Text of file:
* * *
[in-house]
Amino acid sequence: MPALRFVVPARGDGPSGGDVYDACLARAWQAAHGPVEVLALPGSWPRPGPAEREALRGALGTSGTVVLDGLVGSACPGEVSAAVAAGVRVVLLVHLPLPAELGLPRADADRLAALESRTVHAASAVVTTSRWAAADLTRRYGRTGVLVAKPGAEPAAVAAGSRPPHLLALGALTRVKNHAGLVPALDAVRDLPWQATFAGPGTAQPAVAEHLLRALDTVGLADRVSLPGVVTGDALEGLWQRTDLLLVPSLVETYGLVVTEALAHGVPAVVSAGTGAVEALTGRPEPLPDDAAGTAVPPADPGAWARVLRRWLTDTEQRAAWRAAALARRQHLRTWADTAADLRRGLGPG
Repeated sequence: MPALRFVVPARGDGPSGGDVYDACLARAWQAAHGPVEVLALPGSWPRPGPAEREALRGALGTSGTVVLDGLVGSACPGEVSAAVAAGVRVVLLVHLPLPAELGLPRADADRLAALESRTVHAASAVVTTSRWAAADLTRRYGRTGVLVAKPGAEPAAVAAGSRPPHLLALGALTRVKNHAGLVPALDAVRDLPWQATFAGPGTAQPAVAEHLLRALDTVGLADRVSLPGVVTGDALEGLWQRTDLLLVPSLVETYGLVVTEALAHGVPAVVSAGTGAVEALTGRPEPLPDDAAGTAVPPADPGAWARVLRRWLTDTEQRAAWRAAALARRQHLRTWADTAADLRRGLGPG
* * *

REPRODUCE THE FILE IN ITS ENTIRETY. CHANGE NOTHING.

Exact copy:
[in-house]
Amino acid sequence: MPALRFVVPARGDGPSGGDVYDACLARAWQAAHGPVEVLALPGSWPRPGPAEREALRGALGTSGTVVLDGLVGSACPGEVSAAVAAGVRVVLLVHLPLPAELGLPRADADRLAALESRTVHAASAVVTTSRWAAADLTRRYGRTGVLVAKPGAEPAAVAAGSRPPHLLALGALTRVKNHAGLVPALDAVRDLPWQATFAGPGTAQPAVAEHLLRALDTVGLADRVSLPGVVTGDALEGLWQRTDLLLVPSLVETYGLVVTEALAHGVPAVVSAGTGAVEALTGRPEPLPDDAAGTAVPPADPGAWARVLRRWLTDTEQRAAWRAAALARRQHLRTWADTAADLRRGLGPG
Repeated sequence: MPALRFVVPARGDGPSGGDVYDACLARAWQAAHGPVEVLALPGSWPRPGPAEREALRGALGTSGTVVLDGLVGSACPGEVSAAVAAGVRVVLLVHLPLPAELGLPRADADRLAALESRTVHAASAVVTTSRWAAADLTRRYGRTGVLVAKPGAEPAAVAAGSRPPHLLALGALTRVKNHAGLVPALDAVRDLPWQATFAGPGTAQPAVAEHLLRALDTVGLADRVSLPGVVTGDALEGLWQRTDLLLVPSLVETYGLVVTEALAHGVPAVVSAGTGAVEALTGRPEPLPDDAAGTAVPPADPGAWARVLRRWLTDTEQRAAWRAAALARRQHLRTWADTAADLRRGLGPG